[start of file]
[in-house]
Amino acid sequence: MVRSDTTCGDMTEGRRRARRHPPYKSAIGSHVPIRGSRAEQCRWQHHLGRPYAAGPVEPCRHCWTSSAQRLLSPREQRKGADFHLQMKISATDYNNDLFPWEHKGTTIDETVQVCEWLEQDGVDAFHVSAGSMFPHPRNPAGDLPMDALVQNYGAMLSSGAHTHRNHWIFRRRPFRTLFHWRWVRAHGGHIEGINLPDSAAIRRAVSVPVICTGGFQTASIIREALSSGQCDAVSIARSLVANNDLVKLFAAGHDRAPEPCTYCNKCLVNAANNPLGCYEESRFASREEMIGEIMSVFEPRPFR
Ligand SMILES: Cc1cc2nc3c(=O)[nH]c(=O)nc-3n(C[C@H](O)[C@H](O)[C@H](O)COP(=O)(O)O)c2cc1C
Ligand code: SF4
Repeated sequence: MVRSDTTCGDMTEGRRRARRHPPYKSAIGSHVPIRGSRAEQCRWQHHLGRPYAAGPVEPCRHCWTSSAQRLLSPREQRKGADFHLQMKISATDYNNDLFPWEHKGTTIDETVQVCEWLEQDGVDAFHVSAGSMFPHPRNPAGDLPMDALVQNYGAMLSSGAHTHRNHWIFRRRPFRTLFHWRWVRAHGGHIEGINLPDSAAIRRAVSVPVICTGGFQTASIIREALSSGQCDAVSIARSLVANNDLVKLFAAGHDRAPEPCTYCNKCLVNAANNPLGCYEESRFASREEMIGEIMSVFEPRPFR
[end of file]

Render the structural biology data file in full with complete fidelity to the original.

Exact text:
[in-house]
Amino acid sequence: MVRSDTTCGDMTEGRRRARRHPPYKSAIGSHVPIRGSRAEQCRWQHHLGRPYAAGPVEPCRHCWTSSAQRLLSPREQRKGADFHLQMKISATDYNNDLFPWEHKGTTIDETVQVCEWLEQDGVDAFHVSAGSMFPHPRNPAGDLPMDALVQNYGAMLSSGAHTHRNHWIFRRRPFRTLFHWRWVRAHGGHIEGINLPDSAAIRRAVSVPVICTGGFQTASIIREALSSGQCDAVSIARSLVANNDLVKLFAAGHDRAPEPCTYCNKCLVNAANNPLGCYEESRFASREEMIGEIMSVFEPRPFR
Ligand SMILES: Cc1cc2nc3c(=O)[nH]c(=O)nc-3n(C[C@H](O)[C@H](O)[C@H](O)COP(=O)(O)O)c2cc1C
Ligand code: SF4
Repeated sequence: MVRSDTTCGDMTEGRRRARRHPPYKSAIGSHVPIRGSRAEQCRWQHHLGRPYAAGPVEPCRHCWTSSAQRLLSPREQRKGADFHLQMKISATDYNNDLFPWEHKGTTIDETVQVCEWLEQDGVDAFHVSAGSMFPHPRNPAGDLPMDALVQNYGAMLSSGAHTHRNHWIFRRRPFRTLFHWRWVRAHGGHIEGINLPDSAAIRRAVSVPVICTGGFQTASIIREALSSGQCDAVSIARSLVANNDLVKLFAAGHDRAPEPCTYCNKCLVNAANNPLGCYEESRFASREEMIGEIMSVFEPRPFR